It's going to take Solomon biblical compromise to settle this thing before it's all said and done.

Posted by: noonefromtampa | February 5, 2010 12:19 PM | Report abuse

"It's a shame the fans cannot go on strike."

Fans should always remember that for the players, football is a job, not a game.

They should also remember that for every fat paycheck Clinton Portis, there are a ton 'o dudes who leave the game injured or after a season in a limited sun.

Too, read about what happens to the players well after the game is over--that's enough for me to say, "Okay, I'll leave my heart on the field provided the money for long term medical care is in my wallet."

Posted by: MistaMoe | February 5, 2010 12:21 PM | Report abuse

This is pretty much tongue in cheek, but here are my future predictions for the NFL, which are essentially revenue driven:
- Higher overall player salaries with rookie caps
- Owners need to compensate for salaries and demand for newer better stadiums by
o Raising ticket prices
o Raising prices on all official NFL attire/gear
o Raising cost of tv deals
o Putting more games each year in foreign countries
o Creating expansion teams in other countries
o Placing taxes on the foreign cities that sponsor the teams
- Raising cost of tv deals will lead to
o More and more games on NFL network
o More commercials in each game; length of games will exceed 4 hours
o Games on TV will approach 7 days/nights per week; scheduling nightmare, but they’ll figure it out in order to generate more money.


Posted by: dlhaze1 | February 5, 2010 11:38 AM | Report abuse

Yeah, I agree with most of that, but an NFL game played every night of the week? I don't see that happening. Thats a huge extreme. I think they'll start with raising ticket/merch pricing.

Posted by: Bigfoot_has_a_posse | February 5, 2010 12:22 PM | Report abuse

Gotta respect a guy like Fletch. How did the Bills ever let him get away?

Posted by: Rypien11 | February 5, 2010 12:26 PM | Report abuse

sadly no one will be in these negotiations representing the fans, demanding some of the crappy tickets come down in price and ensuring the access that the lower class has lost.

Posted by: alex35332 | February 5, 2010 12:32 PM | Report abuse

noonefromtampa

"It's going to take Solomon biblical compromise to settle this thing before it's all said and done."

I think that if the players agree to a sensible rookie wage scale, then, in good faith, the owners should open up to the idea of providing more to the players who've produced.

A pet idea of mine is that once a guy has a certain number of year or 'tenure' (four years?), his cap number is pro-rated so a team may say, "Hey, let's keep and pay the fan fav vet rather than cutting him to save money."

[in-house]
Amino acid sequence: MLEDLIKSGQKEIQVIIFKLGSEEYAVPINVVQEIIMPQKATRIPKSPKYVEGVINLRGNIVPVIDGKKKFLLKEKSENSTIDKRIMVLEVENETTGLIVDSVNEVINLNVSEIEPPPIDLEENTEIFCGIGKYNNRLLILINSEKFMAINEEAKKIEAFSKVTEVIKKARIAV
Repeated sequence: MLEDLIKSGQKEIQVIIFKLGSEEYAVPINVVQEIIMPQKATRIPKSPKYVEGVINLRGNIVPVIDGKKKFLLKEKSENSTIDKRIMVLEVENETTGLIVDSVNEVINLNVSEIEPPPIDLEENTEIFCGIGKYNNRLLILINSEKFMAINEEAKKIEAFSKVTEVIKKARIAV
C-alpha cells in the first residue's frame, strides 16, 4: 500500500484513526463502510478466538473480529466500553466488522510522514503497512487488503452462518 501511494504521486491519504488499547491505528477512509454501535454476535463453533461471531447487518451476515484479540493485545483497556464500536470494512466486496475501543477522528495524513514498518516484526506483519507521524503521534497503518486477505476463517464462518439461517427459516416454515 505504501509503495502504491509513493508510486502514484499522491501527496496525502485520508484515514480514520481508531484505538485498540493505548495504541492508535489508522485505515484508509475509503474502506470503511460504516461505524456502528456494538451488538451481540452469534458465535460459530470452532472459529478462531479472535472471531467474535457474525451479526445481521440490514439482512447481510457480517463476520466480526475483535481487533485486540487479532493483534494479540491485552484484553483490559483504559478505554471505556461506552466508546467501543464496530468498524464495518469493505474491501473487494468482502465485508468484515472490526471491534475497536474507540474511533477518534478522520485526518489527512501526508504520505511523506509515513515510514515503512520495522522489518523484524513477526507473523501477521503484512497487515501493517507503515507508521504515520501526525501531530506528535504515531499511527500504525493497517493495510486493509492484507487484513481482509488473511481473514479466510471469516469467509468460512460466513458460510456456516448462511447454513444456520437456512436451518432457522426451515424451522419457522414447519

If I'm an older or veteran player who likes the area where he lives and has a family, this idea adds more security and ends the dreaded 'sal cap' cuts.

Posted by: MistaMoe | February 5, 2010 12:38 PM | Report abuse

I would really love to see London Fletcher win.

...gotta get me some London Fletcher PJs.

Posted by: _Stumped_ | February 5, 2010 12:39 PM | Report abuse

It's my understanding that members of the RI Nation are suffering the consequences of living in the Mid Atlantic Region in early Feb.

The groundhog's shadow was followed by snow.

And whereas you think we South Floridians intend to gloat, let me tell you we are suffering, too.

Presently I can't get rid of the few sweaters I own.

I got oranges to pick from the tree in my backyard, and I'll do it barefoot.

More than likely, I'll mow my lawn before the Super Bowl.

I'll be out all day tomorrow hustling Girl Scout cookies in glorious sunshine.

And finally, tonite, mrsmoe and I will hit a tropical club featuring Latin music, drinks, food, and scantily clad women wandering about in the heat.

Yes, I know you feel my pain.

And gladly, I'm not willing to shovel yours.

Posted by: MistaMoe | February 5, 2010 12:46 PM | Report abuse

beeps

Posted by: BeantownGreg1 | February 5, 2010 12:48 PM | Report abuse

" uh-h-h, I mean, JASON CAMPBELL for a minimum third, ANTWAAN RANDLE-EL, fa'gid'aboud'it, maybe a seventh, but who would want that contract? CHRIS COOLEY for a minimum first, CLINTON PORTIS for a minimum third, and again contract issues. ALBERT HAYNESWORTH for a minimum first and sixth. Let's trade 'um and rake in the prospects.Posted by: glawrence007"

Who's your trade partner? The Hamilton Tiger Cats? The Rhein Fire?

Posted by: Samson151 | February 5, 2010 6:34 AM | Report abuse

Glad you appreciate my inside humor. Yee-Haw good buddy.

Posted by: glawrence007 | February 5, 2010 1:03 PM | Report abuse

And gladly, I'm not willing to shovel yours.

Posted by: MistaMoe | February 5, 2010 12:46 PM | Report abuse

And you're not shoveling any?

Posted by: glawrence007 | February 5, 2010 1:05 PM | Report abuse

It's my understanding that members of the RI Nation are suffering the consequences of living in the Mid Atlantic Region in early Feb.

The groundhog's shadow was followed by snow.

And whereas you think we South Floridians intend to gloat, let me tell you we are suffering, too.

Presently I can't get rid of the few sweaters I own.

I got oranges to pick from the tree in my backyard, and I'll do it barefoot.

More than likely, I'll mow my lawn before the Super Bowl.

I'll be out all day tomorrow hustling Girl Scout cookies in glorious sunshine.

And finally, tonite, mrsmoe and I will hit a tropical club featuring Latin music, drinks, food, and scantily clad women wandering about in the heat.

Yes, I know you feel my pain.

And gladly, I'm not willing to shovel yours.

If it makes you guys feel any better I have to trim the palms out front this weekend, in freezing cold 60 degree weather no less.. Now that I think about it, I will gladly trim the palms, beats shoveling snow. Thank you for the inspiration!


Breaking news!!

London Fletcher just took poop...

Posted by: skinsfanintampa | February 5, 2010 1:12 PM | Report abuse

The comments to this entry are closed.